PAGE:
Each election season brings a stream of punditry about the white working class. As Jack Metzgar observes in this week’s Working-Class Perspective, commentators try to explain their voting patterns by relying on stereotypes for their analyses. In doing so, they reveal their own class biases.
Pulitzer Prize-winning author Connie Schultz noted how many reporters and columnists associate Donald Trump and his pal Sarah Palin with white working-class ignorance and bigotry. A Cleveland Plain Dealer writer, for example, complained: “Thanks to Trump, the entire Palin clan is now back in the spotlight they so crave. Come July, Republican National Convention organizers should house the whole dysfunctional family in a trailer park in Ashtabula [Ohio].” As it happens, both of Schultz’s grandmothers lived portions of their lives in trailer homes in Ashtabula, and she commented that “since Donald Trump’s charade of a candidacy caught fire, I have heard many fellow liberals freely toss around the terms ‘white trash’ and ‘trailer trash.’ These are people who would never dream of telling a racist joke, but they think nothing of ridiculing those of lesser economic means. Every group has its ‘other.’ For too many white intellectuals, it’s the working class.”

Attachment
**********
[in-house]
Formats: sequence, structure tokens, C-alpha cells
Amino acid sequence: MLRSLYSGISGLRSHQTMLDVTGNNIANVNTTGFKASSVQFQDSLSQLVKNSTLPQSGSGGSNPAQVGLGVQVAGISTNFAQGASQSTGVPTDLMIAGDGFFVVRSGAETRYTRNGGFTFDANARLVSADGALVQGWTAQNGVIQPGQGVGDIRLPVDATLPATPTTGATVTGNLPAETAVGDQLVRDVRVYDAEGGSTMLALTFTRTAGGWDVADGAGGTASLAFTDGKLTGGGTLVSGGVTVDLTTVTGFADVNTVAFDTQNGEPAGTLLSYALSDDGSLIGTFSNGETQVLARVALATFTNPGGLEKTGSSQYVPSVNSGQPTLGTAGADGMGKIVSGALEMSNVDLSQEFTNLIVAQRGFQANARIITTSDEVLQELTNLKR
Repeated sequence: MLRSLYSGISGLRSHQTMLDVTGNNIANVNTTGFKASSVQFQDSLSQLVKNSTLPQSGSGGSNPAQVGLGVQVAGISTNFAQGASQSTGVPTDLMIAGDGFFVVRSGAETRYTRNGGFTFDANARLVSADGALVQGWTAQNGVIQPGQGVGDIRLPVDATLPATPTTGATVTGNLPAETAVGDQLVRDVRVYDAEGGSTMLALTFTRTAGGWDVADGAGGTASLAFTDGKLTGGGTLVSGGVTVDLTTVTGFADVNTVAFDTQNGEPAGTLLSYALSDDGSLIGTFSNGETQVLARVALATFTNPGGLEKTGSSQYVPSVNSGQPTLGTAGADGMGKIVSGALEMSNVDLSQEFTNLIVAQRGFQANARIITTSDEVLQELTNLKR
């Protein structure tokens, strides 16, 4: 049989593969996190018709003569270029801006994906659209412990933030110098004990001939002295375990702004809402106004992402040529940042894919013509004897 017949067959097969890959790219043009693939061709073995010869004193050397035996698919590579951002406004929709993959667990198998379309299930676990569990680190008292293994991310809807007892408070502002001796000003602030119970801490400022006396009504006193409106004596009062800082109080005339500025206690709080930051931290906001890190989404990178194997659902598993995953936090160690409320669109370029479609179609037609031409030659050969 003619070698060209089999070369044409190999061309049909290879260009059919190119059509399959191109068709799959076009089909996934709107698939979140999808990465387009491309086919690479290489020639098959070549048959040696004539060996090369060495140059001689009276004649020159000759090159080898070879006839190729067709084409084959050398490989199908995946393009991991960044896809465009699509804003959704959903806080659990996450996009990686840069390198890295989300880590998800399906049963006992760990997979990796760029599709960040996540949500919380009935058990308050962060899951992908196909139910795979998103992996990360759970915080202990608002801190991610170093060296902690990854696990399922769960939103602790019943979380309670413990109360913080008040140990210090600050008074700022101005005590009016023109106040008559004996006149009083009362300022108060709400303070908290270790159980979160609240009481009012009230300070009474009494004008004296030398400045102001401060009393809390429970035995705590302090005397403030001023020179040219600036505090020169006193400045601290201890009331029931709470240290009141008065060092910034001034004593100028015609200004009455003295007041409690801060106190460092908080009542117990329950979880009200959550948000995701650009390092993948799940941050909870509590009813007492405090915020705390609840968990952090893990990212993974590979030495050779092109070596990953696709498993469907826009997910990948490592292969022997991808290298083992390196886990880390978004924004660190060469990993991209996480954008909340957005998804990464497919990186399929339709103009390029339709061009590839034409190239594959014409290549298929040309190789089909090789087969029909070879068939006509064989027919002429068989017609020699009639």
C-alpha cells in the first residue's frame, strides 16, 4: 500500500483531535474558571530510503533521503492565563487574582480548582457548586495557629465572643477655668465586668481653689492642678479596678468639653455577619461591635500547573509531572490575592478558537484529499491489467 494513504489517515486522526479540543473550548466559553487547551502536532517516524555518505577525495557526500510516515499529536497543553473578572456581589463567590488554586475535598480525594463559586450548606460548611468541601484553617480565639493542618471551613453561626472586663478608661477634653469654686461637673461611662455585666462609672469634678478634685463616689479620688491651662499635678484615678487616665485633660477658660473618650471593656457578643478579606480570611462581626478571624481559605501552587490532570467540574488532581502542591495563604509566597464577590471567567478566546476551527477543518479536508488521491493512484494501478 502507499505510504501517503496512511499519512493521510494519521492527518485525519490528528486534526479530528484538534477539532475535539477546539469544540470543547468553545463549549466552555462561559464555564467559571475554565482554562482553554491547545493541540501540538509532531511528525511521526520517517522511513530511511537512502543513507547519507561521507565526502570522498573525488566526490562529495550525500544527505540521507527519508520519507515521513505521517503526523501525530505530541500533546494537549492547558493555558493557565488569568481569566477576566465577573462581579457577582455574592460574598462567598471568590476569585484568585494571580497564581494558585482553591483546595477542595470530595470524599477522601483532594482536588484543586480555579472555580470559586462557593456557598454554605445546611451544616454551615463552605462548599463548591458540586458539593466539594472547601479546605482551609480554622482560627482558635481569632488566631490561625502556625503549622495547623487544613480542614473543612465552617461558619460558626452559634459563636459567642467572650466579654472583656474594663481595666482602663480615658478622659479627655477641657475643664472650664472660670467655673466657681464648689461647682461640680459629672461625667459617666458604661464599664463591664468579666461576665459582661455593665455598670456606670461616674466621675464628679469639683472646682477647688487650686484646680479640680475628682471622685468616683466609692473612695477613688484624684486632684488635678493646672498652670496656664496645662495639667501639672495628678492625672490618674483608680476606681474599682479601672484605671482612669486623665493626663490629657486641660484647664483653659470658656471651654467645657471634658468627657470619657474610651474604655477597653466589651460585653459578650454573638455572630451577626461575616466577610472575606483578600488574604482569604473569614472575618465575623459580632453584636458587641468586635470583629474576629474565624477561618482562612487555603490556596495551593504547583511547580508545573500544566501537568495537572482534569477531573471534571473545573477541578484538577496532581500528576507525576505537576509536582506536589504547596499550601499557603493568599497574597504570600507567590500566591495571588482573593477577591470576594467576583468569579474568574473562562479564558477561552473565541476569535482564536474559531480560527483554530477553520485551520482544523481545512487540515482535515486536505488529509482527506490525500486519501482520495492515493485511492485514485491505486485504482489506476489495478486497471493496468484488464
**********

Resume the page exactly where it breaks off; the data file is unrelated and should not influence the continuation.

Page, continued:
The Working-Class Perspectives blog is brought to you by our Visiting Scholar for the 2015-16 academic year, John Russo, and Georgetown University English professor, Sherry Linkon. It features several regular and guest contributors.